Ever wondered what the “Preserve Superview Margins” checkbox does in Interface Builder? When should you use it and why does it not seem to do anything most of the time? Here are my notes along with an extra step you will need to make it work with stack views.
Last updated: Jan 16, 2020
Here is the super simple setup to make this easy to see. I have a red container view pinned to the leading and trailing edges of the root view of a view controller. A yellow content view has constraints to the margins of the red view:
The default (“standard”) margin for a view is 8 points on each side (left, right, top, bottom). This is what you get when you choose “Constrain to Margins” in Interface Builder:
If we were adding the constraints in code here is how we would add the yellow view with constraints to the margins of the red view:
let yellowView = ... redView.addSubview(yellowView) let redMargins = redView.layoutMarginsGuide NSLayoutConstraint.activate([ yellowView.leadingAnchor.constraint(equalTo: redMargins.leadingAnchor), yellowView.trailingAnchor.constraint(equalTo: redMargins.trailingAnchor), yellowView.topAnchor.constraint(equalTo: redMargins.topAnchor), yellowView.bottomAnchor.constraint(equalTo: redMargins.bottomAnchor) ])
Note: You could not change the margins of the root view before iOS 11. The systems sets the margins of the root view depending on the size class. The top and bottom margins are 0 points and the leading and trailing margins are 16 or 20 points depending on the size class.
Preventing Content in the Superview Margin
I have an enlarged picture of the margins below. Note that the yellow content view is 8 points (the default margin of the red view) from the left edge. It overlaps the 16 point margin of the root view that has been set by the system:
This is the situation where the
preservesSuperviewLayoutMargins property of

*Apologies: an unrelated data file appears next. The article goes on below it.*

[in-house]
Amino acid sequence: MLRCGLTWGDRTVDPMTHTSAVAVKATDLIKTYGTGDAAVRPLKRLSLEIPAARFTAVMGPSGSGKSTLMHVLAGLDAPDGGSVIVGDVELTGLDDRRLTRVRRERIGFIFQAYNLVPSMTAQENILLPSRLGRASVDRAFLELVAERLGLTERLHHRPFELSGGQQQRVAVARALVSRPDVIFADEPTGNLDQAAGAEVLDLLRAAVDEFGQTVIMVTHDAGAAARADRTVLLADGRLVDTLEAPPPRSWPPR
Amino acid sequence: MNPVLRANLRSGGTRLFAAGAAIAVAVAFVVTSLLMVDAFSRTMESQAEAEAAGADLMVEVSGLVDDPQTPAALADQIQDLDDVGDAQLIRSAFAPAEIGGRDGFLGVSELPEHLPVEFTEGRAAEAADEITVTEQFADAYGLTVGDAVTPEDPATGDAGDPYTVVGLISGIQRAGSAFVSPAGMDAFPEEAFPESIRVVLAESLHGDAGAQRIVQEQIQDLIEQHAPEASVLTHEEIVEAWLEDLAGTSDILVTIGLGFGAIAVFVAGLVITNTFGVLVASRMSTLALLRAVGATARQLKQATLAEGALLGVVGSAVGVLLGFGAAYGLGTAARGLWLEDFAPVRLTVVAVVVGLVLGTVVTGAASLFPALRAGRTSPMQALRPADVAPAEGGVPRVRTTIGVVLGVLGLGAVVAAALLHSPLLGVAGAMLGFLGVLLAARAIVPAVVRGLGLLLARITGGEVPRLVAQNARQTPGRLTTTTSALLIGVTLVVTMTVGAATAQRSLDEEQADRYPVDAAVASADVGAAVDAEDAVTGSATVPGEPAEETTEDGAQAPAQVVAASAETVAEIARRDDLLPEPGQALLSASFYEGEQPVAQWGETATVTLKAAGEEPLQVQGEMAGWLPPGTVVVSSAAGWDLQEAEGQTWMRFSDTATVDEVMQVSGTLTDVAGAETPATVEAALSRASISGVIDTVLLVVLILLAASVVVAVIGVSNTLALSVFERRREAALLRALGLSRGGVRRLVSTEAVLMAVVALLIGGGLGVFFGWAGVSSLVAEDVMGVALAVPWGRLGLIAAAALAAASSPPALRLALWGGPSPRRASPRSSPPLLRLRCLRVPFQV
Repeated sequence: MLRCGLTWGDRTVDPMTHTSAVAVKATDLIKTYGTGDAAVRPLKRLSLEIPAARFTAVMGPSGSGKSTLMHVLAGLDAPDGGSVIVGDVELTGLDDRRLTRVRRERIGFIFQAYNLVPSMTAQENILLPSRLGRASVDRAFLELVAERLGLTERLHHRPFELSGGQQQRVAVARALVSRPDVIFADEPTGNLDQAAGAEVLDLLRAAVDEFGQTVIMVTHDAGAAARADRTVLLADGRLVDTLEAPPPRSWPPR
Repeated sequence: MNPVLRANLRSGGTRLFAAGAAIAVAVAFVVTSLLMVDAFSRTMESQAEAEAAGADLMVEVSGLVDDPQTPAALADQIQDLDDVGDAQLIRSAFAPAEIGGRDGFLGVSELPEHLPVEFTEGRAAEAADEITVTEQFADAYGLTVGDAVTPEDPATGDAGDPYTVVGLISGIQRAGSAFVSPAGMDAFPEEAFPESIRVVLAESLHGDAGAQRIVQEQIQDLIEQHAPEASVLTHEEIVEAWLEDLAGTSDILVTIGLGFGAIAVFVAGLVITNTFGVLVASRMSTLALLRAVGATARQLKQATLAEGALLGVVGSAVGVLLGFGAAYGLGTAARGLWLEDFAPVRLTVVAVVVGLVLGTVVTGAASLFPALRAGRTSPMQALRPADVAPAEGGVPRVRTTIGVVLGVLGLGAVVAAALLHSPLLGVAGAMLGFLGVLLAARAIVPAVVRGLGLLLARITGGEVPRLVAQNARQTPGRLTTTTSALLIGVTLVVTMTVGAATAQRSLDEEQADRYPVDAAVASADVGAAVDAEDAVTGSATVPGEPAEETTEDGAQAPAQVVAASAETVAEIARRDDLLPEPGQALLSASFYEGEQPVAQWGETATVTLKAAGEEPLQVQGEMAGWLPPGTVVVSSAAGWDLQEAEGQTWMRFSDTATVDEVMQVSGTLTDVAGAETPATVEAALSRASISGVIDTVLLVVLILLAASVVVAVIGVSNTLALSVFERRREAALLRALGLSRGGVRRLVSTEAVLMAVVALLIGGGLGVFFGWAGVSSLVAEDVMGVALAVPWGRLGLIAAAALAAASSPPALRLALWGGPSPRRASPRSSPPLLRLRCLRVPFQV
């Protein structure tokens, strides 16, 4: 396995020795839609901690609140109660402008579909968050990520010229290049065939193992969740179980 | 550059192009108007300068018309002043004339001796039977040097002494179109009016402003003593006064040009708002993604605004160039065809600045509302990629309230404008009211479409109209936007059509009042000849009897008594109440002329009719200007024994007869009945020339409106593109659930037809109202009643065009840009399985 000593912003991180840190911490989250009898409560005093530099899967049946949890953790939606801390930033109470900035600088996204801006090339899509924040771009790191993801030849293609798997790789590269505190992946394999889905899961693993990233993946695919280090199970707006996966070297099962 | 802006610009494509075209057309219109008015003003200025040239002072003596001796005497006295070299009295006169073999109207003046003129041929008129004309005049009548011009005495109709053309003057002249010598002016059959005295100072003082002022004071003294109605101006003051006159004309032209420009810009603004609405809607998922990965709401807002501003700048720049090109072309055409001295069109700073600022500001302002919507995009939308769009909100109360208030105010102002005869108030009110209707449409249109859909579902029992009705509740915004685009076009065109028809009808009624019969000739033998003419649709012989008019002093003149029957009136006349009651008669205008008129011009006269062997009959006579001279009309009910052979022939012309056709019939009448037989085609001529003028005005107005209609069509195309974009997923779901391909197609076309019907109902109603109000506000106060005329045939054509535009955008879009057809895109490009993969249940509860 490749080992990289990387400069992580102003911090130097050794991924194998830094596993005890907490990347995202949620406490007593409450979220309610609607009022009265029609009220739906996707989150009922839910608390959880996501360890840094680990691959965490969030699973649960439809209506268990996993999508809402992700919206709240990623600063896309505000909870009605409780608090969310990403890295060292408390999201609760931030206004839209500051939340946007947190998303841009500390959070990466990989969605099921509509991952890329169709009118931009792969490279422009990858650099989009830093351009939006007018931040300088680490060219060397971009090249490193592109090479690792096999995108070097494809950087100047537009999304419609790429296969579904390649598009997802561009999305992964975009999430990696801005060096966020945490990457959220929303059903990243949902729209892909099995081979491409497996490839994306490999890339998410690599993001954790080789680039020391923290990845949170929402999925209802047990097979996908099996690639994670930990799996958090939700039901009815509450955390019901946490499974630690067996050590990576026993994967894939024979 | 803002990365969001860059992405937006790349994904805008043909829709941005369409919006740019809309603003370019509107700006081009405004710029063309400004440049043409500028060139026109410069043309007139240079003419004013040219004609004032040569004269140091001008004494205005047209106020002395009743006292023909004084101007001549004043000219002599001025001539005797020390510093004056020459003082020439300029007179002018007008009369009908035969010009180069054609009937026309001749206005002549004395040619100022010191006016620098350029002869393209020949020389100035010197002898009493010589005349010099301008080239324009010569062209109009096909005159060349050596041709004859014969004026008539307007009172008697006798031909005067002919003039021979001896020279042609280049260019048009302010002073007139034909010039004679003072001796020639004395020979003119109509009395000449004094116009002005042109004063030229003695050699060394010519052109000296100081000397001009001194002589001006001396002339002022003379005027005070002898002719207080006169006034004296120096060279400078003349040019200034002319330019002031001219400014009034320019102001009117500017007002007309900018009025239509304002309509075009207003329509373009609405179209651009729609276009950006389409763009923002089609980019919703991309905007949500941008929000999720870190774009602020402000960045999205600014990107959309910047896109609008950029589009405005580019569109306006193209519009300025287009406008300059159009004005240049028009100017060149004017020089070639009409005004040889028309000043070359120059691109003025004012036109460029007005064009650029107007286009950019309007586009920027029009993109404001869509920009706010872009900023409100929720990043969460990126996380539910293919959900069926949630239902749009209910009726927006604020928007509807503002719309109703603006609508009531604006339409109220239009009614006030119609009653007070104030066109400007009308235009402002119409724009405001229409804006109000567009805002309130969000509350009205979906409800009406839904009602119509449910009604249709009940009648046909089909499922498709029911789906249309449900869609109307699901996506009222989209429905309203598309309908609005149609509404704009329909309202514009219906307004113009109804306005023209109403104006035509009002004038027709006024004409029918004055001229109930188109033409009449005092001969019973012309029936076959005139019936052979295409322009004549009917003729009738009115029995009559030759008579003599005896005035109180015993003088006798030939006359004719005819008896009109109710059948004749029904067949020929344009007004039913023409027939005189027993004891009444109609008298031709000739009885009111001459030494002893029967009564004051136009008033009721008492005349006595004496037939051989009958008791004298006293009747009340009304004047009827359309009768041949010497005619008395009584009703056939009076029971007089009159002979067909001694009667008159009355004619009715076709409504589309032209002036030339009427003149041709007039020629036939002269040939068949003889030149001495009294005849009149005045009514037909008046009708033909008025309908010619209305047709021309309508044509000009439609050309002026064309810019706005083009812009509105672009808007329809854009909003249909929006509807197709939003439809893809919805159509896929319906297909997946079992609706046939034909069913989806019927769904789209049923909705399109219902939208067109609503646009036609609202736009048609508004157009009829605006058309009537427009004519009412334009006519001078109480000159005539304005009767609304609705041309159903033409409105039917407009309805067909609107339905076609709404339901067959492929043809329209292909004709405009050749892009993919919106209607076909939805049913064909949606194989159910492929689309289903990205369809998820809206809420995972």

UIView makes a difference. From the documentation:
When the value of this property is YES, the superview’s margins are also considered when laying out content. This margin affects layouts where the distance between the edge of a view and its superview is smaller than the corresponding margin.
If we set it on the red container view it increases the effective margin of the red view to match the superview margin. Any subviews we add to the red view and constrain with that margin will never overlap with the superview margin.
You can set the property in Interface Builder:
Or in code:
redView.preservesSuperviewLayoutMargins = true
The result is to increase the effective margin of the red view, moving the yellow content away from the edge. It does not change the top margin since the 8 point margin of the red view is already larger than the zero point top margin of the root view:
Note the specific circumstances where this property has any effect:
- the container view fills its superview (constrained to edges).
- the content view has constraints to the margins of the container view.
- the container view margins are smaller than the margins of its superview.
If the content view has constraints to the edges of the container the assumption is that you do not care about margins and the
preservesSuperviewLayoutMargins property has no effect.
Stack View - Using Margins
Things are a little more complicated if your content view is a stack view. I added a stack view to the bottom half of the screen with blue and green views. Distribution is fill equally and spacing is 8 points. As with the red view we pin the stack view to the edges of the root view:
preservesSuperviewLayoutMargins has no effect though which is confusing. The reason is that, by default, the arranged subviews of the stack view have constraints with the edges of the stack view and not the margins. Luckily the
isLayoutMarginsRelativeArrangement property of a stack view allows us to change that. From the documentation:
If true, the stack view will layout its arranged views relative to its layout margins. If false, it lays out the arranged views relative to its bounds. The default is false.
There is no direct way to set that property in Interface Builder. Instead you can add a fixed layout margin for the stack view (you can set the insets to zero if you do not want the extra padding):
The stack view now respects the super view margin and is inset 16 points from the sides (it also has 8 points of padding top and bottom from the stack view margin):
If you were adding the stack view in code:
stackView.preservesSuperviewLayoutMargins = true stackView.isLayoutMarginsRelativeArrangement = true
If you want the extra padding:
stackView.layoutMargins = UIEdgeInsets(top: 8, left: 8, bottom: 8, right: 8)
Get the Code
This is all very confusing so you may want to play with the Xcode project until it makes sense.